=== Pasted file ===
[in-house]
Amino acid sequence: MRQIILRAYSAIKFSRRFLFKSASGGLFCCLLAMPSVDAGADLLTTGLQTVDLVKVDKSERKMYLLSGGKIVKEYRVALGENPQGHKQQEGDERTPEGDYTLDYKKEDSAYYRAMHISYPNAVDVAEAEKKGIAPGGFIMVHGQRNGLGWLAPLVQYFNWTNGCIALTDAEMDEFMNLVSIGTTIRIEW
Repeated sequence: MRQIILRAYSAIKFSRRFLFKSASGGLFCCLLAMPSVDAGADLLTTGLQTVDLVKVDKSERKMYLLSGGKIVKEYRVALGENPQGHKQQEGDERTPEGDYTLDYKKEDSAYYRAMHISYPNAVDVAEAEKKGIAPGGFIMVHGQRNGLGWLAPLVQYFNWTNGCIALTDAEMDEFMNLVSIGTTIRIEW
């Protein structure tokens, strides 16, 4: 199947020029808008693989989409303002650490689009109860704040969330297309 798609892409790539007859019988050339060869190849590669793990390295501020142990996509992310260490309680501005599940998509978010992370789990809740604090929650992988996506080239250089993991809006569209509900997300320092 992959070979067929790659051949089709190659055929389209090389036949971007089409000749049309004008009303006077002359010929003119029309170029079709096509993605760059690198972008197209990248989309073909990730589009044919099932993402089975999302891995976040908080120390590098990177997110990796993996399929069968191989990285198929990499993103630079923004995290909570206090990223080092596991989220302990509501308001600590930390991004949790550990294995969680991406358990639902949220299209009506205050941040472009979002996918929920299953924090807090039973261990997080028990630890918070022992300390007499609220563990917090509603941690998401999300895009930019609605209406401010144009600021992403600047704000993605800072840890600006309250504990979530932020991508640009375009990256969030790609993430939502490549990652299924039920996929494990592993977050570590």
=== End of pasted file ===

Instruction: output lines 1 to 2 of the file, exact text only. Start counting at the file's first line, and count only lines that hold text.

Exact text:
[in-house]
Amino acid sequence: MRQIILRAYSAIKFSRRFLFKSASGGLFCCLLAMPSVDAGADLLTTGLQTVDLVKVDKSERKMYLLSGGKIVKEYRVALGENPQGHKQQEGDERTPEGDYTLDYKKEDSAYYRAMHISYPNAVDVAEAEKKGIAPGGFIMVHGQRNGLGWLAPLVQYFNWTNGCIALTDAEMDEFMNLVSIGTTIRIEW